However he rejected the tenants’ claims based on the value of the tenancy, only accepting compensation should be paid in respect of specific losses directly sustained by the tenants who had acted in good faith on defective legislation plus something for “for frustration and inconvenience”.

200 Voices: find out more about the people who have shaped Scotland

Because the case had been brought to establish the principle of whether or not the tenants were entitled to compensation, Lord Clark said he was not in a position to quantify the scale of the compensation, which would vary according to individual circumstances.

Scottish Tenant Farmers Association director Angus McCall said it was unfortunate Lord Clark made no mention of the unnecessary suffering caused by the mishandling of the mediation process which did not get under way until it was too late.

“If mediation had been available in the immediate aftermath of the remedial order, when it should have been, it is highly that, some landlords and tenants would been able to reach agreement, with the government stepping in to assist where agreement was not going to be forthcoming,” he said.

“The time must now be ripe for the Scottish Government and the affected tenants to engage in mediation and reach a mutually agreeable settlement which will take away the need to spend yet more time and money in litigation where the only beneficiaries will be the legal profession.

“Let’s settle the matter and let the victims of this long-running tragic saga get on with their lives.”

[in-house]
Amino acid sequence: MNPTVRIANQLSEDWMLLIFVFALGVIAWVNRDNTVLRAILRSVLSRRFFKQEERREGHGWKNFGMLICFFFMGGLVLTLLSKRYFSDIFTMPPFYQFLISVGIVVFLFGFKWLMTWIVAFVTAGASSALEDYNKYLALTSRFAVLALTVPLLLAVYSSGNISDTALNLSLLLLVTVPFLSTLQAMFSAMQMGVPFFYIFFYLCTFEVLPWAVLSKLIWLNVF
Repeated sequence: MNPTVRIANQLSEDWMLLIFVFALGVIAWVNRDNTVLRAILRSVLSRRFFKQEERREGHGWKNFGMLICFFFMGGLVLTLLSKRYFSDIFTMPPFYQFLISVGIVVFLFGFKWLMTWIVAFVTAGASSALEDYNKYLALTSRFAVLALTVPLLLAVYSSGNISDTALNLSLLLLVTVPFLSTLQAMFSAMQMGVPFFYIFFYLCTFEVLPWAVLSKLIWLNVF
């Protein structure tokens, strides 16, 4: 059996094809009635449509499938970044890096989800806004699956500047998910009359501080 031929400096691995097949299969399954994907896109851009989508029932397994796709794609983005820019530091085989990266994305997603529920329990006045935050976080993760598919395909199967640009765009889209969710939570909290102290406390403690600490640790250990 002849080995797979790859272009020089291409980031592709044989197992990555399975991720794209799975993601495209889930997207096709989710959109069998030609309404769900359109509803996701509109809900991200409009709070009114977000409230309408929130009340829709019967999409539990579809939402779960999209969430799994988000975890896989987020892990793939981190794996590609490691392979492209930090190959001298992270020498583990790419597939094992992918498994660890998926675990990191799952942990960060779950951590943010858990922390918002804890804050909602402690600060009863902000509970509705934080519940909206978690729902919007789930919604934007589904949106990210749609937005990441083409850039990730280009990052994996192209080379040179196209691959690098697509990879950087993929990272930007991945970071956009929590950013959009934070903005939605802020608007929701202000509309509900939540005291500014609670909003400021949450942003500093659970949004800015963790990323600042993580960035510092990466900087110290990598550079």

Farmers and other employers should be aware of the added resources being injected by government into checking that workers know how much they are legally entitled to be paid.

Jamie Younger, of accountant Saffery Champness, said a recent increase in HMRC’s enforcement budget to £20 million would make more officers available to investigate national minimum wage complaints.

“HMRC can ask to see records to ensure that the correct levels are being paid, and has the powers to instigate criminal prosecutions or fines where they suspect that an employer is refusing or wilfully neglecting to pay staff at least equal to the National Minimum Wage, where proper records are not being kept, or where false entries have been made in records.”

In Scotland, the minimum wage payable to agricultural workers is set by the Scottish Agricultural Wages Board.

Younger urged all employers in the rural sector to be aware of the correct minimum wage levels and to ensure that their records were correct and up to date.

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" ,"byline": {"email": "andrew@andrewarbuckle.org" ,"author": "ANDREW ARBUCKLE"} ,"topImages": [ {"image": {"url":"/webimage/1.4402335.1490345367!/image/image.jpg_gen/derivatives/box_600/image.jpg","thumbnailUrl":"/webimage/1.4402335.1490345367!/image/image.jpg_gen/derivatives/landscape_170/image.jpg","alt": "The Scottish Government has been urged to engage in mediation with affected tenants. Picture: Ian Rutherford","width":600,"height":315,"thumbnailWidth":170,"thumbnailHeight":"auto","imageAlt": "The Scottish Government has been urged to engage in mediation with affected tenants. Picture: Ian Rutherford","landscapeurl":"/webimage/1.4402335.1490345367!/image/image.jpg_gen/derivatives/landscape_595/image.jpg","landscapewidth":595,"landscapeheight":398}} ] ,"bodyImages": [ ] ,"polls":[ ] ,"videos":[ ] ,"imageGallerys":[ ] ,"externalLinks": [ ] ,"relatedList":{"count":0,"list":[ ]} }} ]}}} ]}